Quilt Fabric – Learn More About Cotton Fabric

We can’t make a quilt without fabric and fabric isn’t cheap so knowing more about quilt fabric available on the market. Quilts can be made with a variety of fabrics but for this article, we are going to stick with the traditional cotton fabric. Also, we are going to stick to new fabric, i.e. not upcycled from clothing. If I covered all of the fabrics that have been used to make quilts this post would take a week to read and I know none of us have time to read a novel on fabric. So let’s jump into cotton quilt fabric.

Learn what the difference is between quilt shop fabric and big box store fabric.

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Not all cotton fabric is the same. Yes, it is all made from the same fiber cotton but it comes in different quality grades. Think of it like sheets 100-200 thread count is fine but aren’t going to last, 300-500 are good and will last longer but not a lifetime, and 1,000 thread count are amazing and your grandkids will probably be using them. The fabric you buy at stores like Walmart is going to be similar to 100-200, big box craft stores like JoAnn and Michael’s is going to be similar to 300-500, and the fabric you get at independent quilt shops are going to be like the luxurious sheets that will last a lifetime.

Fabric Quality

There are several factors that go into the quality of the fabric. I will do my very best to keep all of this as simple as possible. I’m almost as passionate about how quilt fabric is made as I am about vintage Necchi sewing machines.

The Cotton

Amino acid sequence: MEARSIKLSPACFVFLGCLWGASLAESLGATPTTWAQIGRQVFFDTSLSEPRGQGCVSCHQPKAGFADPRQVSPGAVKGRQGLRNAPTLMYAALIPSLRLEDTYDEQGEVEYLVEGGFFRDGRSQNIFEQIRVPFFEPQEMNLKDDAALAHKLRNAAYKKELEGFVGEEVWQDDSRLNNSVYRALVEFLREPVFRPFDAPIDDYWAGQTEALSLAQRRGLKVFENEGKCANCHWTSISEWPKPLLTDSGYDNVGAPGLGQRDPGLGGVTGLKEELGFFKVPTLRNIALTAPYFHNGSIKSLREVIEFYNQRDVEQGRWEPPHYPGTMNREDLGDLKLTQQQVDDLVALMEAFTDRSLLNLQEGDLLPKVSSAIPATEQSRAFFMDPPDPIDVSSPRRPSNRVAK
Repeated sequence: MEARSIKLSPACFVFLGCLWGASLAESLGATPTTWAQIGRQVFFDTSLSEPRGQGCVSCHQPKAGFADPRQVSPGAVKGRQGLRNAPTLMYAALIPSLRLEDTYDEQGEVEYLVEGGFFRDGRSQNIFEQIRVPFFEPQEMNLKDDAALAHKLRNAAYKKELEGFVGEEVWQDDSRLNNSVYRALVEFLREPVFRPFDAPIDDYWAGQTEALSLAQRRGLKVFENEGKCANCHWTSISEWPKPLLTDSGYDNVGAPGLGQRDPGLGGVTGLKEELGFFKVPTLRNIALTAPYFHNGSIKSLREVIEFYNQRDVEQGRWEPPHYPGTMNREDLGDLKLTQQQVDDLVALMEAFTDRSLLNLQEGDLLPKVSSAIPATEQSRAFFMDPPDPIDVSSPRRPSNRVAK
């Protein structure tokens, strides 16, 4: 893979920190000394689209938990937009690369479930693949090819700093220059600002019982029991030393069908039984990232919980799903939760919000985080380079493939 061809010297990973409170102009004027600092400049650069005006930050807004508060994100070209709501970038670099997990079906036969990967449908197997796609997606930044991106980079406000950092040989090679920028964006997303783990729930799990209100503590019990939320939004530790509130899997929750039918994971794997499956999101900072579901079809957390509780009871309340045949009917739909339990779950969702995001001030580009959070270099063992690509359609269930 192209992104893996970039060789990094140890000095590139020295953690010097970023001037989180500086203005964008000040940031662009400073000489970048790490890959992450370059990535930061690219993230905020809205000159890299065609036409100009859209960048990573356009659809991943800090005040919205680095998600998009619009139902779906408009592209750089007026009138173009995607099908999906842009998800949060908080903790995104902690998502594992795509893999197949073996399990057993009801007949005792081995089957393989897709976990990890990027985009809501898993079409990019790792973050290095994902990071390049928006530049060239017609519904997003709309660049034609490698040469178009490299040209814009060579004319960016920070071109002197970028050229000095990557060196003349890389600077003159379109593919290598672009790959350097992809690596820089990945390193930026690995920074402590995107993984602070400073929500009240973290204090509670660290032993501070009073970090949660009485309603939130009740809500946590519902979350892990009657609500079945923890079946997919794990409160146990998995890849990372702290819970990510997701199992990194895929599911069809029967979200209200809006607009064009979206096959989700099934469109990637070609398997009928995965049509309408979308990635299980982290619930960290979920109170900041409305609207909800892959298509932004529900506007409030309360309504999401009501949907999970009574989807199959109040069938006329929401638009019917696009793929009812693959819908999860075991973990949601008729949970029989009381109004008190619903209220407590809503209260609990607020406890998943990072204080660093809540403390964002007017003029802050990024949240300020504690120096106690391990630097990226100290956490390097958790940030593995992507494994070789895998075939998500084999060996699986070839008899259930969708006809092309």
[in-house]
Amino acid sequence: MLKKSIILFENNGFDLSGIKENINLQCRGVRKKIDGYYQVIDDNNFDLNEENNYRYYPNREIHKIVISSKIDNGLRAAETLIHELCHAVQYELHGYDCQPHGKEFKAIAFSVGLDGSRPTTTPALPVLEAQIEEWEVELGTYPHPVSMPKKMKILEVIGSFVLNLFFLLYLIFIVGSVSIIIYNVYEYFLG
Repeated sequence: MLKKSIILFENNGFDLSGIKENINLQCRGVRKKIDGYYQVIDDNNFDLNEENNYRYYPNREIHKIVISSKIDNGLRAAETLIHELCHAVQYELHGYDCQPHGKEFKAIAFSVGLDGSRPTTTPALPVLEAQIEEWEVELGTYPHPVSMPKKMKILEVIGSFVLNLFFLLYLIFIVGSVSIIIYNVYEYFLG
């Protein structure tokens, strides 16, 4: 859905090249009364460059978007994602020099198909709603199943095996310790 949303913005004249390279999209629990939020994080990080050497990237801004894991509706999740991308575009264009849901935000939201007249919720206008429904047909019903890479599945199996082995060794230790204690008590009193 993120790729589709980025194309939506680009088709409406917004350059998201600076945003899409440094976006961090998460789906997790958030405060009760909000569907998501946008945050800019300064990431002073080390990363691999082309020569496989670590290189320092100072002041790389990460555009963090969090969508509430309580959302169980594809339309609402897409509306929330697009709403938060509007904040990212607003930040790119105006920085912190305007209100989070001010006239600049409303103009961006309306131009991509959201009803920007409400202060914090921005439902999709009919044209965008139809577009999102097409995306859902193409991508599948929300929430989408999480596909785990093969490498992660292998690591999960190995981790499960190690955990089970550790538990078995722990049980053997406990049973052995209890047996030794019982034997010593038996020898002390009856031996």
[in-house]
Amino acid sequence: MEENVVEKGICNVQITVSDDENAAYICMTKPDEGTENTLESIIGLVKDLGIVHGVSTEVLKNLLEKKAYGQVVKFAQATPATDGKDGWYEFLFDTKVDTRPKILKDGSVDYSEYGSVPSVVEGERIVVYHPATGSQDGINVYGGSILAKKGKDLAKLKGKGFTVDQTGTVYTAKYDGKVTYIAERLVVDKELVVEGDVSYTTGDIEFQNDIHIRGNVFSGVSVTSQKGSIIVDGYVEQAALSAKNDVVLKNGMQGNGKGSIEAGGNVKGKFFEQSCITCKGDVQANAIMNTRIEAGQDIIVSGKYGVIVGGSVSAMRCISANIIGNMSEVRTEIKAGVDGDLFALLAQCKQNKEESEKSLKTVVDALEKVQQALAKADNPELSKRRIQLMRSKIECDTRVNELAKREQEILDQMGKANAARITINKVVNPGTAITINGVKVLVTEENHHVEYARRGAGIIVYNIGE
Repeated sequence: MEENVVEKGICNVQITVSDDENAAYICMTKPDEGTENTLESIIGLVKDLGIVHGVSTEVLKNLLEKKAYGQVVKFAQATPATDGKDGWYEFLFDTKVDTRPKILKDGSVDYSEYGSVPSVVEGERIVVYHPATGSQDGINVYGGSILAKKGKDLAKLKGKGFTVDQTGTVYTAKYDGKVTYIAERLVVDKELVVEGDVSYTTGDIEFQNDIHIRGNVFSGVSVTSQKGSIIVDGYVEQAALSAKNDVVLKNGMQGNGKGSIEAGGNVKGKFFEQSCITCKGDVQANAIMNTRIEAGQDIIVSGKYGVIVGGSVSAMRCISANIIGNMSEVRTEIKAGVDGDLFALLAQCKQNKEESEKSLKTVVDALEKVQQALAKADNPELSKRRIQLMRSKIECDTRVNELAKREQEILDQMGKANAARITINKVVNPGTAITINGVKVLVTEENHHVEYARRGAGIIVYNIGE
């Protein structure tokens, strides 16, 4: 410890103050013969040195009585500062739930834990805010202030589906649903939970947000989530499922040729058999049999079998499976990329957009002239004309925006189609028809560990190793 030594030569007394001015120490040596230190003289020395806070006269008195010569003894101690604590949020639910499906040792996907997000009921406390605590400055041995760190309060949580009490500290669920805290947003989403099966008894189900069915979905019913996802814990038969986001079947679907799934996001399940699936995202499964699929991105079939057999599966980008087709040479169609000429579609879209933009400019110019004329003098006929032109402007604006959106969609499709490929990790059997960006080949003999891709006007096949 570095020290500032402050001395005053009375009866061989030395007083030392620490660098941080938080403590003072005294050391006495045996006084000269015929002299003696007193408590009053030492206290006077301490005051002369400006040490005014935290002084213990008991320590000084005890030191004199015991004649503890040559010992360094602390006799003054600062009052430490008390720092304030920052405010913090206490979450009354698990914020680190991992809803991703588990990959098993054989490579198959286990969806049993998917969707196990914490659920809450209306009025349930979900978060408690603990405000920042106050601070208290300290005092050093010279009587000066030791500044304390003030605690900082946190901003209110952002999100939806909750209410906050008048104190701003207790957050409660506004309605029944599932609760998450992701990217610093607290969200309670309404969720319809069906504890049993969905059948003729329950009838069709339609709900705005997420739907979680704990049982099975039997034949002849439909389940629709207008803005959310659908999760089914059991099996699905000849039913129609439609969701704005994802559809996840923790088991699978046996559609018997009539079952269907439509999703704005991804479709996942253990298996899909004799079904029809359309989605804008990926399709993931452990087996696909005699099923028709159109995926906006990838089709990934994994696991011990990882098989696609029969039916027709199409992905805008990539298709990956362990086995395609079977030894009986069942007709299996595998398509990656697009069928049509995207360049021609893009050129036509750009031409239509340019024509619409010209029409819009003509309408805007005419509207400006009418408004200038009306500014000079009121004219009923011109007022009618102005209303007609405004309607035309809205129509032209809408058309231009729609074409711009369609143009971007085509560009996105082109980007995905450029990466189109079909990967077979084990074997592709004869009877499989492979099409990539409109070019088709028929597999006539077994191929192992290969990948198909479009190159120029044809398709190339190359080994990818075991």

The first thing we need is cotton, you can’t make cotton quilt fabric without cotton. The cotton from fields is turned into thread and the thread is then woven into fabric.

Once it is baled, ginned, and graded the cotton will be shipped off and pulled into threads, if you have watched someone spin yarn from wool it is a very similar process.

Fabric Greige

Greige is pronounced like the color gray and not beige. Fabric greige is the grading system for the fabric. The quality of the cotton is one part of the fabric grading equation. The number of threads used, remember the sheet reference earlier, also plays into it as well as the thickness of the thread used in making the fabric. If you are interested in more about the process of making the fabric Toyota Industries has a great infographic on it.

The fabric at this point would resemble unbleached muslin. It then goes to be printed or dyed to become the quilt fabric we know, collect, and love. There are a few more steps, various finishes are done depending on which manufacturer purchased the fabric greige.

Why Quality Matters in Quilt Fabric

I know those two sections were kind of boring to most of you but those processes really do matter. Higher quality fabrics are typically, there are always exceptions to the rules, thicker so you won’t get seam shadows. Those thicker fabrics also tend to wear better and longer than the thinner fabrics. That means that the project will last longer if taken care of properly. If you are putting in days to make this quilt you want it to last a while.

Where to Find High-Quality Fabrics

The fabric we find in our locally owned quilt shops or independent shops online is usually higher quality than the quilt fabric sold in big box stores. It’s like anything else on the market today, big box stores are looking to move volume at the cheapest cost to them and they aren’t as worried about the quality. Those independent shops are worried about you coming back time and time again.

How Do I know if the Quilt Fabric is High-Quality?

The easiest way is to find an independent quilt shop and go pet fabric. Learning what good fabric feels like is the best way to learn but if you can’t feel the fabric is to learn what brands sell high-quality quilt fabric. You can go check out the shops in the links above. The most common names you will see will be Moda, QT Fabrics, Northcott, and Riley Blake. There are a bunch of other brands though too.

When To Use Each of The Quality of Quilt Fabric

Ready to get your fabric stash organized? Head over to our how to store fabric post to learn more.

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Ever wonder what the real difference between quilt shop fabrics and big box store fabrics? How about where you can use which fabric? You’ll learn that and more here.

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